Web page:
<i>Persephone II</i>, 1992<br/>PRIVATE COLLECTION

That notion may seem obvious to people who love figurative, narrative art, but when Kelley was studying art and architecture, successively at the University of Tennessee, New York’s Pratt Institute, the Art Students League and the New York Academy of Art, it was not always a given that such sentiments would be embraced by the gods and goddesses heading his departments. He was fortunate, he says, to have had Ted Seth Jacobs as his principal teacher at the League, a man whom Kelley describes as “teaching the precepts of the academic tradition, with its emphasis on accurate drawing and the study of anatomy. He was the most important influence in my life as an artist.”And when Kelley was at Pratt (where he earned a degree in architecture), he took a rendering class with Al Lorenz, who often brought in a live model for his students to draw. “Like most illustrators, Al was looked down upon by the art crowd, but he understood the importance of drawing the live figure. You could hear the derision of some students in the class, who thought it was ridiculous to have to draw an actual person, but there was also a small group of us who were excited by this opportunity and knew what it represented.”The human figure, painted in a beautiful and realistic manner, and featured in works that told stories about morality, were concepts as remote in the 1970s as the top of Mount Olympus or the far shore of the river Styx. “That was another way I rebelled as an artist,”says Kelley, “to show beauty on a canvas.”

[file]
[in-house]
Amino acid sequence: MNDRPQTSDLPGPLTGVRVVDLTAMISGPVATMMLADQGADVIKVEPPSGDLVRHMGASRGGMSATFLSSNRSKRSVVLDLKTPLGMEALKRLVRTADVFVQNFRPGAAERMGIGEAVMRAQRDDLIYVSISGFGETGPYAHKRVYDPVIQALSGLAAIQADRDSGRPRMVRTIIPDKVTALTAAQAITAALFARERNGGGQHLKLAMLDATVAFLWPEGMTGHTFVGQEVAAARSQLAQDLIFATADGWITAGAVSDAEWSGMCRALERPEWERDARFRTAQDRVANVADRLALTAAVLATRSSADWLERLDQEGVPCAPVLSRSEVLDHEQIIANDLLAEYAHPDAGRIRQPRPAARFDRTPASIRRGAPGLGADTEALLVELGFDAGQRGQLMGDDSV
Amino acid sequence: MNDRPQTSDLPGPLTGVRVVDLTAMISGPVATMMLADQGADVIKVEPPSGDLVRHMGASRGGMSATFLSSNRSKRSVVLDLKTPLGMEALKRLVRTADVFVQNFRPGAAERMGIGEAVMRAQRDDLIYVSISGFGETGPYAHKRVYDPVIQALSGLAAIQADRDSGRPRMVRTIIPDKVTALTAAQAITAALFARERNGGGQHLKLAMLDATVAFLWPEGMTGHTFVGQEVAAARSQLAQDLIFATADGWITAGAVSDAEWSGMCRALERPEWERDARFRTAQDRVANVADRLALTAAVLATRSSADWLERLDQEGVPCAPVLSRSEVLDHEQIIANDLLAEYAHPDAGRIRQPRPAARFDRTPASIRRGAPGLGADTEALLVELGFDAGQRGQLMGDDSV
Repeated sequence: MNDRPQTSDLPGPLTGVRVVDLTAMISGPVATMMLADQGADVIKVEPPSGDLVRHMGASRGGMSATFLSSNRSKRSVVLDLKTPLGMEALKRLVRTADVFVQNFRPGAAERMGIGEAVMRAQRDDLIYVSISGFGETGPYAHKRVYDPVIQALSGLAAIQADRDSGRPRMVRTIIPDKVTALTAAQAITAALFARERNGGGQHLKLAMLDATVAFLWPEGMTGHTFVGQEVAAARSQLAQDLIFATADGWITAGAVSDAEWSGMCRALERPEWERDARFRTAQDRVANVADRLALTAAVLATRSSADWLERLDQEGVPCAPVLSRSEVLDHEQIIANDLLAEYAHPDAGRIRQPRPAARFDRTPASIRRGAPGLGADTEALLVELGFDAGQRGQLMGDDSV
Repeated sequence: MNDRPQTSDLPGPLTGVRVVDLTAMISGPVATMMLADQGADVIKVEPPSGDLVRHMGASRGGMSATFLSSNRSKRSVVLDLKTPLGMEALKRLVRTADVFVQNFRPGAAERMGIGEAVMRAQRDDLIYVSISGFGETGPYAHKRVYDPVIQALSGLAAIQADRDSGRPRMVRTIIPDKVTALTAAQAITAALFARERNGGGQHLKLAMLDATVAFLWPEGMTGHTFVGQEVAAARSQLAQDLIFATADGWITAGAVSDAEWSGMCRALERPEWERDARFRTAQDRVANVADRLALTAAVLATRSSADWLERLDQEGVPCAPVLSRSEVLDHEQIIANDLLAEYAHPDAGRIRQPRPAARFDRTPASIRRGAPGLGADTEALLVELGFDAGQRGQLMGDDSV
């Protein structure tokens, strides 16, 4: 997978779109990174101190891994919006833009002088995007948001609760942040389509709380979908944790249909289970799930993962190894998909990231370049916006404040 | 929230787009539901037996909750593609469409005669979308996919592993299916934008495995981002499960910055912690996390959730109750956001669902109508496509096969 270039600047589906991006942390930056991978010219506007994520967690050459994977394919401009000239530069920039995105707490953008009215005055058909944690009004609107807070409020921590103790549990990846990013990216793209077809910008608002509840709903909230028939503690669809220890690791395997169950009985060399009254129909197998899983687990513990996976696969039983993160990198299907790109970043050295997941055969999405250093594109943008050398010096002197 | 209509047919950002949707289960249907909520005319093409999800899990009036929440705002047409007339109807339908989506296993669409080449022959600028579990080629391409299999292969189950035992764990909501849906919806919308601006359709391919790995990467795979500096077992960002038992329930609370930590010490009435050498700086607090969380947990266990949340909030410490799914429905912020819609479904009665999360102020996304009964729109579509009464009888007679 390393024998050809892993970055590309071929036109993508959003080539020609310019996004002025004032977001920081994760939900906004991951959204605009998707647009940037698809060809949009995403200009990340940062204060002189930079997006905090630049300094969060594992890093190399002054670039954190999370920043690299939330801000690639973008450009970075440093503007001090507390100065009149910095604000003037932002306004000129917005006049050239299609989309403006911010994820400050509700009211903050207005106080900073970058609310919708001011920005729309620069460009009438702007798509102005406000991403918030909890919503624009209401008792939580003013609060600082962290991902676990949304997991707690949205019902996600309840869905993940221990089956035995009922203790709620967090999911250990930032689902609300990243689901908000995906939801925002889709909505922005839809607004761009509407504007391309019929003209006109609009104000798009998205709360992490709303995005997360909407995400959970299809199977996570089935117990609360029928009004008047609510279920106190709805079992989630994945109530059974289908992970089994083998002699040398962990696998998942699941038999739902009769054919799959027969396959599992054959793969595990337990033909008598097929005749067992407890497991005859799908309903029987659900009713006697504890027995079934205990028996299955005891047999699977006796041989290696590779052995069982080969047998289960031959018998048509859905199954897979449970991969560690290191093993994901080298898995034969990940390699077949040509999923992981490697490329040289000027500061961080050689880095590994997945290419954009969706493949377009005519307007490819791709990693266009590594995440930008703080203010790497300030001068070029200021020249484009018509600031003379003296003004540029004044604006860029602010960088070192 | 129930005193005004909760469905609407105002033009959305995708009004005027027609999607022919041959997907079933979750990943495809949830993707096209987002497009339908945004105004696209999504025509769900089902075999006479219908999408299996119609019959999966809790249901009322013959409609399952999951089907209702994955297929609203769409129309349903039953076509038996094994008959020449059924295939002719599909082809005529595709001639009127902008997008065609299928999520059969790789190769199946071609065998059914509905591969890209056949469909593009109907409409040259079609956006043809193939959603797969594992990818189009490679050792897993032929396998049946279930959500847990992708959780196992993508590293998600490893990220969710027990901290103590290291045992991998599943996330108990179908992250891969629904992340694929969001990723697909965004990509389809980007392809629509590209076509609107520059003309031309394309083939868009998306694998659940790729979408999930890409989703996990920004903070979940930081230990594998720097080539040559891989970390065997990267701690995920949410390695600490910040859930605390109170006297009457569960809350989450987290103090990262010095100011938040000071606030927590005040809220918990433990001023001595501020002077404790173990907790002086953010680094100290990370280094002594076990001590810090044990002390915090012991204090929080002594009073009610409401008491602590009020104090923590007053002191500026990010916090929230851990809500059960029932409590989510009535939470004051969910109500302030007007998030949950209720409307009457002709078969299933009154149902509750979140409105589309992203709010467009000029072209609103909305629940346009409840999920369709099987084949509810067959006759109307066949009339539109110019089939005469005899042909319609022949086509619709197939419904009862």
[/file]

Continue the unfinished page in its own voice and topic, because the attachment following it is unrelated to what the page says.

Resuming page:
Diana to the Rescue


Kelley says that one of his favorite figures in Greek mythology is Diana, goddess of the hunt and protector of children and animals. He adores her not only because he regards her as the original strong woman, a kind of feminist role model who defied stereotypes and remained independent, but also because she reflects his own early career as an artist. “Call her the Katharine Hepburn of her time. She not only has a great personality, but is also a great athlete,”Kelley explains.

“I was told in no uncertain terms when I was in school learning to paint and beginning to show works to gallery owners that I was going about it all wrong,”he recalls. “‘You cannot do that now,’I was told. Because I was in school at the tail end of Abstract Expressionism, you didn’t see anything like I was doing in any art gallery. People would get actually angry at me because they thought I was bucking the system. And now there is, of course, a strong, vital interest in the figure again. In retrospect, I realize that I was not the only ‘nut case’working in isolation, that there were others, notably artists like John Currin, who works with the human figure. It makes sense that I would be so taken early on with the figure and character of the goddess Diana, who was always an original, independent thinker.”